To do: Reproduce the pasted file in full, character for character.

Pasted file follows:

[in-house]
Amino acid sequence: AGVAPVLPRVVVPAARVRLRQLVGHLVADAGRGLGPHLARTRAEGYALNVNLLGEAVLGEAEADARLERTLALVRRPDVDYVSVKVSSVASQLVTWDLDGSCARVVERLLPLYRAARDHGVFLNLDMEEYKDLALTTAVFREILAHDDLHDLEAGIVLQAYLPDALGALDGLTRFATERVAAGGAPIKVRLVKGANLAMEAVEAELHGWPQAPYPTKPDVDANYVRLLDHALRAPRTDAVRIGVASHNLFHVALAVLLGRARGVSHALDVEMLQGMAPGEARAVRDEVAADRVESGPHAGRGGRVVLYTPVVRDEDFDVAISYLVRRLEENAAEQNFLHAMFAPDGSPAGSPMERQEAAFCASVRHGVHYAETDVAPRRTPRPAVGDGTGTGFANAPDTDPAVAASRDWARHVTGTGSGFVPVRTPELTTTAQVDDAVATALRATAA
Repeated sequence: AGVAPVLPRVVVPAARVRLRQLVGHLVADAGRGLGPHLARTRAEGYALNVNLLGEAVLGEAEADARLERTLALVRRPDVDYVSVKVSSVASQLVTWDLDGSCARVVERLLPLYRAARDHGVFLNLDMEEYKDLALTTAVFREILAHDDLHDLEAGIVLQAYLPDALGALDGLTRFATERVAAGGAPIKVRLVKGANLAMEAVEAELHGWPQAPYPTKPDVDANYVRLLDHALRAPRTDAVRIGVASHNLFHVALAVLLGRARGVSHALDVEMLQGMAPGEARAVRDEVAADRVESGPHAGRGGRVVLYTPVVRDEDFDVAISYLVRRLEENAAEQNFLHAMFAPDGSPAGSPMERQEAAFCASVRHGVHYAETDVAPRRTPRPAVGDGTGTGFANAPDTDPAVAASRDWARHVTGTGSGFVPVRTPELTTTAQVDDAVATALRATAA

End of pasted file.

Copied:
[in-house]
Amino acid sequence: AGVAPVLPRVVVPAARVRLRQLVGHLVADAGRGLGPHLARTRAEGYALNVNLLGEAVLGEAEADARLERTLALVRRPDVDYVSVKVSSVASQLVTWDLDGSCARVVERLLPLYRAARDHGVFLNLDMEEYKDLALTTAVFREILAHDDLHDLEAGIVLQAYLPDALGALDGLTRFATERVAAGGAPIKVRLVKGANLAMEAVEAELHGWPQAPYPTKPDVDANYVRLLDHALRAPRTDAVRIGVASHNLFHVALAVLLGRARGVSHALDVEMLQGMAPGEARAVRDEVAADRVESGPHAGRGGRVVLYTPVVRDEDFDVAISYLVRRLEENAAEQNFLHAMFAPDGSPAGSPMERQEAAFCASVRHGVHYAETDVAPRRTPRPAVGDGTGTGFANAPDTDPAVAASRDWARHVTGTGSGFVPVRTPELTTTAQVDDAVATALRATAA
Repeated sequence: AGVAPVLPRVVVPAARVRLRQLVGHLVADAGRGLGPHLARTRAEGYALNVNLLGEAVLGEAEADARLERTLALVRRPDVDYVSVKVSSVASQLVTWDLDGSCARVVERLLPLYRAARDHGVFLNLDMEEYKDLALTTAVFREILAHDDLHDLEAGIVLQAYLPDALGALDGLTRFATERVAAGGAPIKVRLVKGANLAMEAVEAELHGWPQAPYPTKPDVDANYVRLLDHALRAPRTDAVRIGVASHNLFHVALAVLLGRARGVSHALDVEMLQGMAPGEARAVRDEVAADRVESGPHAGRGGRVVLYTPVVRDEDFDVAISYLVRRLEENAAEQNFLHAMFAPDGSPAGSPMERQEAAFCASVRHGVHYAETDVAPRRTPRPAVGDGTGTGFANAPDTDPAVAASRDWARHVTGTGSGFVPVRTPELTTTAQVDDAVATALRATAA